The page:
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$1M grant brings homeless Brevard vets a step closer to self-sufficiency

5:53 AM, Apr 26, 2012   |    comments
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Just four years after officially starting, Brevard County-based National Veterans Homeless Support this year plans to expand its work into Volusia and Orange counties and beyond, thanks to a $1 million state grant.

The money, lawmakers and officials with the group say, is recognition of the organization's good work, and an effort to not only help NVHS do more in Brevard but replicate what's worked here elsewhere.

The mission: open transitional housing for at least 16 veterans - more than tripling what's currently available - and increase resources to help veterans living in the woods and on the streets of Central Florida.

"What we've been asked to do is take our model and expand it in Central Florida and increase beds in Brevard County," said George Taylor, president and founder of NVHS. "We're going to expand our search-and-rescue in south Brevard and Central Florida."

He estimates there are close to 600 homeless veterans in Brevard and about 4,500 in Central Florida.

The grant money was included in this year's state budget and will be administered through the State Department of Children and Families.

In addition to adding more transitional beds for homeless veterans, the money will allow for matching grants to veterans organizations for the annual Stand Down - a one-day event where needy veterans receive medical and dental help, as well as clothing assistance and other services. It also will help create a training program for NHVS to share its experience with "search and rescue," where volunteers search for homeless veterans who live in the woods, something the group does almost daily.

Sen. Mike Haridopolos said he supported the measure in the state Senate because he thought the group was doing good work to help veterans, but it needed a boost.

"I think it's a good program," Haridopolos said. "My wife and I have volunteered with their Stand Downs. We felt George Taylor and his group had done a great job with limited resources."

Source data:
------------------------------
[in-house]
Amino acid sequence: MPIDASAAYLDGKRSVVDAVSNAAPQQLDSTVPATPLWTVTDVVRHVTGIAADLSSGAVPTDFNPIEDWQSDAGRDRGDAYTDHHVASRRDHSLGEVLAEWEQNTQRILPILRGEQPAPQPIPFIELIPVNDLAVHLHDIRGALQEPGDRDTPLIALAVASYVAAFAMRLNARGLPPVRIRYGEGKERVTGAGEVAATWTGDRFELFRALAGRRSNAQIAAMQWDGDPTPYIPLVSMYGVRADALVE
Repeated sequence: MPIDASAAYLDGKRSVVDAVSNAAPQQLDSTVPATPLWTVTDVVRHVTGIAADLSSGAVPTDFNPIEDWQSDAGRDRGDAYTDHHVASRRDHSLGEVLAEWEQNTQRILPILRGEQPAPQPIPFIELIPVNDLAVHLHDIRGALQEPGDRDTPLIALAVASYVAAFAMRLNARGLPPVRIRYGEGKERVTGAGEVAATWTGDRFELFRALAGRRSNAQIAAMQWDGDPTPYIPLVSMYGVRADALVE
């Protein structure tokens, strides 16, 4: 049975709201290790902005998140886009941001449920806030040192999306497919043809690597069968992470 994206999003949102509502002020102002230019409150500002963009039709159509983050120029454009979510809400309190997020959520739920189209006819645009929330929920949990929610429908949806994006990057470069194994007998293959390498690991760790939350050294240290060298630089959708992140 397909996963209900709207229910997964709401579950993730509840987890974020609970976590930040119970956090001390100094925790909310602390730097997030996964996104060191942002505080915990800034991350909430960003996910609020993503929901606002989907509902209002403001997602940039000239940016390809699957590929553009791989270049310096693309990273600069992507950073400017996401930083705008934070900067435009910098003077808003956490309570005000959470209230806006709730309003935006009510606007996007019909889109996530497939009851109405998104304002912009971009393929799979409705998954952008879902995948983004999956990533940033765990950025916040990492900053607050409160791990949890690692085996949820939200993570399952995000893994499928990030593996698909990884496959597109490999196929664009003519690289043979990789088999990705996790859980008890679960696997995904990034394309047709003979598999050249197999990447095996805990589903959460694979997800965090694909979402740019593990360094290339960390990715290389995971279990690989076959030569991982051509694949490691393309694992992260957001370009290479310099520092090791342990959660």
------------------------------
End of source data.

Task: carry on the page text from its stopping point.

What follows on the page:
Haridopolos said that NVHS' methods will be useful to others working to help veterans.

Michael Cone, who recently moved into NVHS' first transitional house after years of homelessness, said he was glad to hear that other veterans will be helped out of homelessness thanks to the state assistance.

"It's a great opportunity," said Cone, 57, an Army veteran. "It's all about the veterans."

William "Billy" Macura, 54, who served in the Army and has been homeless for about a year and a half, said he hopes that many of the men and women who live in the woods could be helped with the new funding.

"I'm an outdoors person," said Macura as he showed off his camp in the woods off Babcock Street in Palm Bay. "But I would much rather have my cable TV, my History Channel and my apartment."

Taylor, a Vietnam veteran who once found himself homeless for about six months after returning from the war, has been aiding veterans for many years, with the help of his family. In 2008, he formed NVHS and started working out of donated office space with a budget of $1,365. Last year, with donations from corporations, United Way and individuals, the group had a budget of $230,000, which included some goods and services.

Last December, the group opened its first transitional home to accommodate six homeless veterans. Almost daily, Taylor and his group of volunteers trek into woods, feeding centers or soup kitchens and find homeless veterans needing help. They say the goal of NHVS is to eliminate homelessness among veterans in Brevard County and Central Florida.

"We plug them into the VA (Department of Veterans Affairs) or DAV (Disabled American Veterans), we feed them, give them tents until they can get employed and get into housing," Taylor said.

George Taylor Jr., who is NVHS' financial officer, said the major boost in financial resources, while quite a leap, did come with a concrete plan that the organization submitted to the state.

"It's definitely a large sum," he said. "They are going to be monitoring this."

He said that because the money is for specific programs, NVHS will still have to raise funds for its ongoing work.

United Way of Brevard also received $2 million to administer among 28 homeless coalitions across the state that help the general homeless population. Rob Rains, president of United Way Brevard, said that the money is for very specific use and that the organization was asked to distribute it because of its experience supporting the homeless.

While completely separate from the money NVHS received, which is specifically for homeless veterans, Taylor's group has asked United Way to provide some mentoring. "I think that this is an outstanding opportunity for them," Rains said. "They are a grassroots organization that has done a great job for two decades."

Written by R. Norman Moody - FLORIDA TODAY

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